More robust keyswitches than matias

I have a model 01 Quiet Click that has been working quite nicely for me the last 2.5 years. Recently (last couple of months) keyswitches started to chatter. I first tried to clean them, but in the end I always had to replace the switches. So I always have to replace a keyswitch every 2-4 weeks, which I find really annoying as it disrupts the whole workday for me.

I would like to replace all the switches with something more robust. I don’t mind cleaning every now and then, but not solder every 2 weeks. Is there keyswitch set known for robustness and longlevity that fits well? I don’t care about RGB.


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Pardon my curiousness but
#how much typing are you used to doing?
#writer-, programmer-, engineering- gaming-, stock’market- etc…style of input?【ツ】
#any particular keys or just random?
#what Model01-Nr. are you running?


#how much typing are you used to doing?
I work (also use it for leisure stuff like surfing the web) with it like probably 50-55 hours per week.
#writer-, programmer-, engineering- gaming-, stock’market- etc…style of input?【ツ】
mainly programming
#any particular keys or just random?
I liked the quiet click feel, but I probably get used to other stuff too. I would just really like them to last longer then the ones I currently have.
#what Model01-Nr. are you running?
The back of it says Model 01-Q #003767

Thanks for the interest.

#can you pinpoint a specific area on the keyboard where the switches tend to misfire more often?

Recommend taking a look at this post:

I have had random key chatter pop up too every couple of weeks/months/years on my Model01. Huge reason why I am mainly using the Atreus now.

Instead of replacing the switches though, I went through this post which shows the anatomy of the switches and how to fix them.

I am resigned to popping off the casing and bending the metal to the optimal angle. This seems to be an actual design flaw with the Alps/Matias-style key switches. If not a flaw, they are failing to work as reliably as cheaper keyboard switches.

The upcoming Model100 is probably the easier upgrade path for now. Maybe if we are lucky, we can get some kind of conversion kit or guide to swap them for the (from my experience for now) more reliable CherryMX switches.

I also had a look at the post you linked a while ago, but I just burst the metal while trying to bend it a bit. So I didn’t try that anymore after I broke two switches.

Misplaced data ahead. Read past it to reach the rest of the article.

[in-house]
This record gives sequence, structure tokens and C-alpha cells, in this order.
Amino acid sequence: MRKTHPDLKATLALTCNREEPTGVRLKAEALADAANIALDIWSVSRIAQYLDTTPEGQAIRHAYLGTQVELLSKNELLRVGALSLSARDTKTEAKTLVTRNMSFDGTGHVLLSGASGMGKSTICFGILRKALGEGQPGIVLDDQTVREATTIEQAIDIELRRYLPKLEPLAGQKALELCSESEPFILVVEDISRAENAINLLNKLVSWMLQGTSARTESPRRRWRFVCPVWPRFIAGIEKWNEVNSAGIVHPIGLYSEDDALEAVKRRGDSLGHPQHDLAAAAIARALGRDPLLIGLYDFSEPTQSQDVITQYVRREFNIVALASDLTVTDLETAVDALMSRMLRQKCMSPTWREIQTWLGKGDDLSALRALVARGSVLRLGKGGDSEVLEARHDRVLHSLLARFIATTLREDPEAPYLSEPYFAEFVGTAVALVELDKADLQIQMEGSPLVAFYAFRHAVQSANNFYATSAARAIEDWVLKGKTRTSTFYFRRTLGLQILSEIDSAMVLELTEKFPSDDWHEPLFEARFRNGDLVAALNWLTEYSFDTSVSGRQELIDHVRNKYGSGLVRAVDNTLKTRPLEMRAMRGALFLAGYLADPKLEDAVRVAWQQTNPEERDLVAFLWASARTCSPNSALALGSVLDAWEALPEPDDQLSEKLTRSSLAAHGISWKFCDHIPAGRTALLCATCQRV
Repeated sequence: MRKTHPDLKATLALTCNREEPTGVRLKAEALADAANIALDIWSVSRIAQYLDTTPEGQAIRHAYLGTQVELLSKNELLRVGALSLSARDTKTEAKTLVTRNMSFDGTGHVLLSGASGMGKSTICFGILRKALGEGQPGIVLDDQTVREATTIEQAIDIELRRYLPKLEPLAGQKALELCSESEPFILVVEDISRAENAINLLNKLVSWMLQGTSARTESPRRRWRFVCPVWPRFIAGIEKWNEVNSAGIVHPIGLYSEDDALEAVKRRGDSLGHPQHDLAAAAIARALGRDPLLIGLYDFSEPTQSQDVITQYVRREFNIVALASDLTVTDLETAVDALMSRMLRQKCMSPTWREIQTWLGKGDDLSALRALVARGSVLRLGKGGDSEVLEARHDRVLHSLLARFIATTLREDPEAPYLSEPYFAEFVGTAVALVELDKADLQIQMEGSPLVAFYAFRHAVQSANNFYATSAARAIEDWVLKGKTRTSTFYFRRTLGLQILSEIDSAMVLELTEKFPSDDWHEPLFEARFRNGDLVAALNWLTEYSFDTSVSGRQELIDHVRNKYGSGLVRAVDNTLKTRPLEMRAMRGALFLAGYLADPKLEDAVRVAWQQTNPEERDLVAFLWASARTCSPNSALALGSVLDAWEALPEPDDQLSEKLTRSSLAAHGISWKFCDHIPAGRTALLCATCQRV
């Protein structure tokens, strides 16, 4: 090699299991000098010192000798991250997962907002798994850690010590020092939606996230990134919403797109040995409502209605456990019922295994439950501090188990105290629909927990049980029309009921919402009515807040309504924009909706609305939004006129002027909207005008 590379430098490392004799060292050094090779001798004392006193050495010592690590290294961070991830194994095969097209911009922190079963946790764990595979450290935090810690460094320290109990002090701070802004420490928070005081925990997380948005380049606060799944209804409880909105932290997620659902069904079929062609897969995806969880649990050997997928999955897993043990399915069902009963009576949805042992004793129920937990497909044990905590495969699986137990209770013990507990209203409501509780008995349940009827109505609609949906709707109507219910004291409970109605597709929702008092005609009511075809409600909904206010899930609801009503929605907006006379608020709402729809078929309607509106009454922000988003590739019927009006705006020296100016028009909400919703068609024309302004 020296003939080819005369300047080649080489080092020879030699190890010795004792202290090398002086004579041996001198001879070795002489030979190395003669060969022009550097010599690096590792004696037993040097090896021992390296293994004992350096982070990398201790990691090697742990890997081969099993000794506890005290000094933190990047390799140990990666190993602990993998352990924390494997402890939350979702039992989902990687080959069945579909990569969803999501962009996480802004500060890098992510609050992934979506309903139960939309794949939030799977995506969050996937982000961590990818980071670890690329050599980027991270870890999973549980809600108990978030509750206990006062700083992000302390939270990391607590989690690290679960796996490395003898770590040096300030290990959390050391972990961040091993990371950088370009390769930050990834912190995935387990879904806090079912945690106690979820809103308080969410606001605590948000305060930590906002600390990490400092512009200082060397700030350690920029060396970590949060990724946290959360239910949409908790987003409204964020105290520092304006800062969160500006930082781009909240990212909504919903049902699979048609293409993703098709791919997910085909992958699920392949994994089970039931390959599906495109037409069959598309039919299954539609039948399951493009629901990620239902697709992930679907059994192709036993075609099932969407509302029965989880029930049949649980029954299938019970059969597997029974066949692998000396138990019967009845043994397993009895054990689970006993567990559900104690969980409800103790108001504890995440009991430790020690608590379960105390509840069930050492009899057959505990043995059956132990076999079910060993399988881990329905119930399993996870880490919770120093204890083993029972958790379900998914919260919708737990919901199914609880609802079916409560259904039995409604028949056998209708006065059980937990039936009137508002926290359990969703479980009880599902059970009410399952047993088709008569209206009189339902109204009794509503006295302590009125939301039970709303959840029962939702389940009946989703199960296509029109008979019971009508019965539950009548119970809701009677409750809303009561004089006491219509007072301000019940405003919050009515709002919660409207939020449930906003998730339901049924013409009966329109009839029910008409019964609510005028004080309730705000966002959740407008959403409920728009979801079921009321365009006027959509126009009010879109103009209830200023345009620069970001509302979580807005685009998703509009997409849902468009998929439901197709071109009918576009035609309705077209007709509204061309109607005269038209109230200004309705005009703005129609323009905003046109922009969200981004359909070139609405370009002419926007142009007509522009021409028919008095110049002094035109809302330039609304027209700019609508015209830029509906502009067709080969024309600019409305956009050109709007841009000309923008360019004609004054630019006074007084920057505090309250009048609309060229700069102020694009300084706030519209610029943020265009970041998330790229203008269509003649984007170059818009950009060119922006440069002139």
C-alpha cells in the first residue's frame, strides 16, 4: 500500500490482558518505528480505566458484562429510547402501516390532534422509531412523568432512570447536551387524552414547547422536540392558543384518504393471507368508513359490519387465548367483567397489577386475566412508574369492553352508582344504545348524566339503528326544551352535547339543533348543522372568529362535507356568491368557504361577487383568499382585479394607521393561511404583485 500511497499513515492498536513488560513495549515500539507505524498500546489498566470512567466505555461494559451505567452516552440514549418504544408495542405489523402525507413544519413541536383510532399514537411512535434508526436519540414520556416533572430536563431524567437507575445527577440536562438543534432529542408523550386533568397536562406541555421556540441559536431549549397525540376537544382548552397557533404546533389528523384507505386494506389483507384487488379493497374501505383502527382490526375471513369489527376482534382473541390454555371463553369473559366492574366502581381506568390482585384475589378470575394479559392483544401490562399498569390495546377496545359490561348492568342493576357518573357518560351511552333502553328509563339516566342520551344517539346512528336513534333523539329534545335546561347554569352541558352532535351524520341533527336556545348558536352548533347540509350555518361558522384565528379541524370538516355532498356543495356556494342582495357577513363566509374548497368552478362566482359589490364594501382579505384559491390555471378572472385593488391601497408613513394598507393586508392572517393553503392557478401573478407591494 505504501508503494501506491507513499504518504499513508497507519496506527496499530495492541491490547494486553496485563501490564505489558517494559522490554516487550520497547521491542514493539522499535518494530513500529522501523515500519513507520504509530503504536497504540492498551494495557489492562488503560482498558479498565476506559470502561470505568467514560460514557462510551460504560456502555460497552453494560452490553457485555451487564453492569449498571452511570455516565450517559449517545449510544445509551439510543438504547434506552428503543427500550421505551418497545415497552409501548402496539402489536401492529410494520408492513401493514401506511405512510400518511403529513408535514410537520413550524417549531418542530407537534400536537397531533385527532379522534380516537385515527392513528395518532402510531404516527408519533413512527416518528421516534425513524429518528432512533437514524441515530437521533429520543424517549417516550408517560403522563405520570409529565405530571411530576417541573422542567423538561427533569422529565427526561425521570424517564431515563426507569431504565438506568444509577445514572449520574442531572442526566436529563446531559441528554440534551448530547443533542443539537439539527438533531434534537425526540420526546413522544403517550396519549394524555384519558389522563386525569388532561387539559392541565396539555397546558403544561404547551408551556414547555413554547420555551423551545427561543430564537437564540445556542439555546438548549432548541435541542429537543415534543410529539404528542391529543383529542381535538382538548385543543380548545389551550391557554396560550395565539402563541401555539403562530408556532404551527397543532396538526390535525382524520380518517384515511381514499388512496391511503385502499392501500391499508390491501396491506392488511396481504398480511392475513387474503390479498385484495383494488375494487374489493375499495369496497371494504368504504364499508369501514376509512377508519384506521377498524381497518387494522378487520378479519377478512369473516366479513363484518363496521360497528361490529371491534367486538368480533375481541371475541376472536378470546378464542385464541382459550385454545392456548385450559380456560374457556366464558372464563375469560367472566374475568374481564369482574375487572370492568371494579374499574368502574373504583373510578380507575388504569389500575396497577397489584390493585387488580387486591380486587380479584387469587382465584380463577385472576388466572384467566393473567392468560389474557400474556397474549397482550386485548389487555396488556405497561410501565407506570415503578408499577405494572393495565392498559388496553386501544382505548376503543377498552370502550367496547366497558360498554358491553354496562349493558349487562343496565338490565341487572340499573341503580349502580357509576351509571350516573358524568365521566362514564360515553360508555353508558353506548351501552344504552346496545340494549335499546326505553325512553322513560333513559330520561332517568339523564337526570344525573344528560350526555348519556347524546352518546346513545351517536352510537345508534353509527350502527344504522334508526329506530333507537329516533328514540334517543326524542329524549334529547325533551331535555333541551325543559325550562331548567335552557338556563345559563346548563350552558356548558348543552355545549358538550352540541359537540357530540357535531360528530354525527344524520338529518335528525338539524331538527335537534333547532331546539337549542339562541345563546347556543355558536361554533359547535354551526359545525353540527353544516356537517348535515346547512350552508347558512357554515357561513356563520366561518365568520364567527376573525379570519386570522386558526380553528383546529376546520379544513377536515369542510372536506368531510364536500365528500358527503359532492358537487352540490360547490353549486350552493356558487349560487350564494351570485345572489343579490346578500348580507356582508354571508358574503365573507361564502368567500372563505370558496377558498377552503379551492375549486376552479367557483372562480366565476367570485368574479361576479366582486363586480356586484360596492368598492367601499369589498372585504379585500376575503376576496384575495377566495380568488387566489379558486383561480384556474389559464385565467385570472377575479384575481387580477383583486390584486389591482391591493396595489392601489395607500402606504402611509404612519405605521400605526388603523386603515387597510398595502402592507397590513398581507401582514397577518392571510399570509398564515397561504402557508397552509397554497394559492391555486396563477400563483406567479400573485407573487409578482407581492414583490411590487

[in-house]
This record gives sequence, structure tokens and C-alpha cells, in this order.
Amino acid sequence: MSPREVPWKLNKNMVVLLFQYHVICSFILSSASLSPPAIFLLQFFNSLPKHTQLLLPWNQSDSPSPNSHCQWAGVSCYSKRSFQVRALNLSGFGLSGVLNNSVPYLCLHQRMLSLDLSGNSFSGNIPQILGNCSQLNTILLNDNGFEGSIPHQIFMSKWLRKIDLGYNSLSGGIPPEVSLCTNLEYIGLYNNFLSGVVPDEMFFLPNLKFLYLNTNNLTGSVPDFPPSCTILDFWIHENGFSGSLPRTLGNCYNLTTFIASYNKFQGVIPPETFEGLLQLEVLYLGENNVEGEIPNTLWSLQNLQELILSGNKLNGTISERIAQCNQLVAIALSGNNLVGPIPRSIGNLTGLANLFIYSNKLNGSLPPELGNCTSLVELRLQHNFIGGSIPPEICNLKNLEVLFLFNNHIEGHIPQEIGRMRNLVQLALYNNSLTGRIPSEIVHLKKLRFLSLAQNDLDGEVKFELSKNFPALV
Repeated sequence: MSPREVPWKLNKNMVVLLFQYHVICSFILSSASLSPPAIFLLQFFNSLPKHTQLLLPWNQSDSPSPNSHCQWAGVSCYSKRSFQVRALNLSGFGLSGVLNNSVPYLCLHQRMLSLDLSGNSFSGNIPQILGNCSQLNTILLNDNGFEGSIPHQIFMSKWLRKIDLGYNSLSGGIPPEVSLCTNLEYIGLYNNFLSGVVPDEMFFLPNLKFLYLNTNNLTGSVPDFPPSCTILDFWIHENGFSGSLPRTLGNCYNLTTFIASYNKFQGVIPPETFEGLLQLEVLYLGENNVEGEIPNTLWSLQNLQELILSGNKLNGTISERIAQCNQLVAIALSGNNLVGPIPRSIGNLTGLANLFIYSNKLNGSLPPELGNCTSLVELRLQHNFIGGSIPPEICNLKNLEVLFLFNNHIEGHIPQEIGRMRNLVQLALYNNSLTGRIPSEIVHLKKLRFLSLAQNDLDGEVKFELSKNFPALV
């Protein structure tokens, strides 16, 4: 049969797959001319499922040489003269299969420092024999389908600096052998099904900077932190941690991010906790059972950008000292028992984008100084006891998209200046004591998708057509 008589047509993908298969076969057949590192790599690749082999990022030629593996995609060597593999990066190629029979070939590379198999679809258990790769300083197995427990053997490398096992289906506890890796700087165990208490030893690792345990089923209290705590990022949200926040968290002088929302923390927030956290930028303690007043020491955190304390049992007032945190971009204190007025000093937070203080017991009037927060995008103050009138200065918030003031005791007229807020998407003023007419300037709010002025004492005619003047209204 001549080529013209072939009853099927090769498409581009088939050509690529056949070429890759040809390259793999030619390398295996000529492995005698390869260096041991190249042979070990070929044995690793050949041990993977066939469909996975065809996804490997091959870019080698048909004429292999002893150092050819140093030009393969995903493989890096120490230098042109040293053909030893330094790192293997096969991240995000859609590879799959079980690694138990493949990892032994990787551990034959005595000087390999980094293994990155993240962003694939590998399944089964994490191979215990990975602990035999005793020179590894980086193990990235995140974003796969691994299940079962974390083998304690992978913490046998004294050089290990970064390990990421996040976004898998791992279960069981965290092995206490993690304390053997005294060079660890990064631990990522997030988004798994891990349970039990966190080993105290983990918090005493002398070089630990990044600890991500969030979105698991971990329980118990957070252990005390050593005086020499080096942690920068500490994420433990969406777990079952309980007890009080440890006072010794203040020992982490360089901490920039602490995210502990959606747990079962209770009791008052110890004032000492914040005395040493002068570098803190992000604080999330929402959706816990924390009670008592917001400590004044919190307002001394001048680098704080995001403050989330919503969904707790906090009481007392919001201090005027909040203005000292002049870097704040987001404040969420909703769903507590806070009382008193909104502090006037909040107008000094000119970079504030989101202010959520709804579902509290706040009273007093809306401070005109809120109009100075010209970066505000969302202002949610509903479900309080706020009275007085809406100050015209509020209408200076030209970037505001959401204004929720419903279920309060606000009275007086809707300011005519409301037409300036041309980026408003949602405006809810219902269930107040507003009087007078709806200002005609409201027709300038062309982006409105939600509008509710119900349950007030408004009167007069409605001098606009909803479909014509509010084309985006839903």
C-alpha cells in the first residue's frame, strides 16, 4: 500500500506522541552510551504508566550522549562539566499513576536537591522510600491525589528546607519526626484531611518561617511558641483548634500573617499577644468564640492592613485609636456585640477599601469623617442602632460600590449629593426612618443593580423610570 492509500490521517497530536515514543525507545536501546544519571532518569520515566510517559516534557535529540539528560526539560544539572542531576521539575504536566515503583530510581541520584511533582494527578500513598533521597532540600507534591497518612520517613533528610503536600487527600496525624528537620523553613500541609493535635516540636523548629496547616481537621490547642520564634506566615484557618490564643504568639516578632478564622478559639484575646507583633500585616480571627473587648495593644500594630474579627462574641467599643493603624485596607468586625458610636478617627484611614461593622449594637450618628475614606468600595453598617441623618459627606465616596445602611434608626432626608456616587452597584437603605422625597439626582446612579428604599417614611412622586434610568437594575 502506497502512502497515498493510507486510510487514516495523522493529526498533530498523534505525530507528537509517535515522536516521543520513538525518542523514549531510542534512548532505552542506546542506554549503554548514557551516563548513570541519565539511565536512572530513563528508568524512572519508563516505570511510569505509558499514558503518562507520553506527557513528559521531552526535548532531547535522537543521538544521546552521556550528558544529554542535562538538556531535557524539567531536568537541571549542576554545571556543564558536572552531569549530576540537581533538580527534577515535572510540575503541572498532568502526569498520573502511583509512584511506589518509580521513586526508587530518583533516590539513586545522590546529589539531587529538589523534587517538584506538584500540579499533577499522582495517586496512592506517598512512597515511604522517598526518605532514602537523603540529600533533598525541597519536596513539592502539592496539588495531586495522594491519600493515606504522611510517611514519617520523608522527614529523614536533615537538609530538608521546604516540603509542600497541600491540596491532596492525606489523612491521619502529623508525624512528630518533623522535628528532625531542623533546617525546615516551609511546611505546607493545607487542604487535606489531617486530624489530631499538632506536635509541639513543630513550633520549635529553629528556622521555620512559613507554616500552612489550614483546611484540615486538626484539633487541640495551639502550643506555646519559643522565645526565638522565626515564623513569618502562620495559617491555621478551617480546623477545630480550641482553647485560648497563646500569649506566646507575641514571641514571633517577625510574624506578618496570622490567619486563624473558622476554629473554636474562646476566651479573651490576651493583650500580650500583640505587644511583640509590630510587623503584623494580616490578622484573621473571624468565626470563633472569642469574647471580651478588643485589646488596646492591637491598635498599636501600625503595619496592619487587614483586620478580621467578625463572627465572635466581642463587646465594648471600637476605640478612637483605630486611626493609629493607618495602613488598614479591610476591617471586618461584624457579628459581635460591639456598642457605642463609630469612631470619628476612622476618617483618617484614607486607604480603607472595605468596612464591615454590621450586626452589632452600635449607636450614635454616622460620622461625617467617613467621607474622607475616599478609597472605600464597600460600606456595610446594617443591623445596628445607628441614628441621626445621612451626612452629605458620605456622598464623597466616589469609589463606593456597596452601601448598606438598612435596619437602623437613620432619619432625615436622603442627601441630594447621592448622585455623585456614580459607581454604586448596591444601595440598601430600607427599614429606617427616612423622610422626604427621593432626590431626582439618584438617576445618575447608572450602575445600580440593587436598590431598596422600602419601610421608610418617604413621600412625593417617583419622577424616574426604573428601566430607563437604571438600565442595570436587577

Oh. That metal bit must have been pretty worn out. I just fixed another 3 chattering switches last weekend by bending them about 1-3 degrees. Every single one of them including one that wasn’t chattering I popped off by accident had both metal pieces pressing against each other.

Just shows how robust the firmware is that technically all of the keys I fixed were shorting, and somehow it still picked up the difference between pressing down and not pressing down.

So I am actually fixing on average 1-2 switches every 2 weeks now. I have gotten rather good at it too, which shows how much (grudgingly done) practice I have had. But it gets tiresome so I went looking at some teardowns of the Alps switches the Matias is based on and saw the older models had a separator for the contact points, and though I may be biased, that would seem to be a better spacing mechanism then what’s inside now.

Since the newer Model100 is more or less a complete hardware redesign, it is unlikely that I can just swap out the switches for Cherry-types and will have to defer back to the OP on whether there are more robust Alps switches out there. Or is there news from Matias that they have improved the quality of their switches? I am almost tempted to get a dozen of the Alps clones from AliExpress to try them out.

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I have had key chatter problems since the kickstarter. I have two Model 01s. One is the kickstarter version, the other one was produced about half a year later and is a bit more refined in terms of wood cutting where the keys are. The kickstarter version is way more susceptible to key chatter, which reoccurs every 2 months or so. With the newer keyboard it happens rarely, but it happens.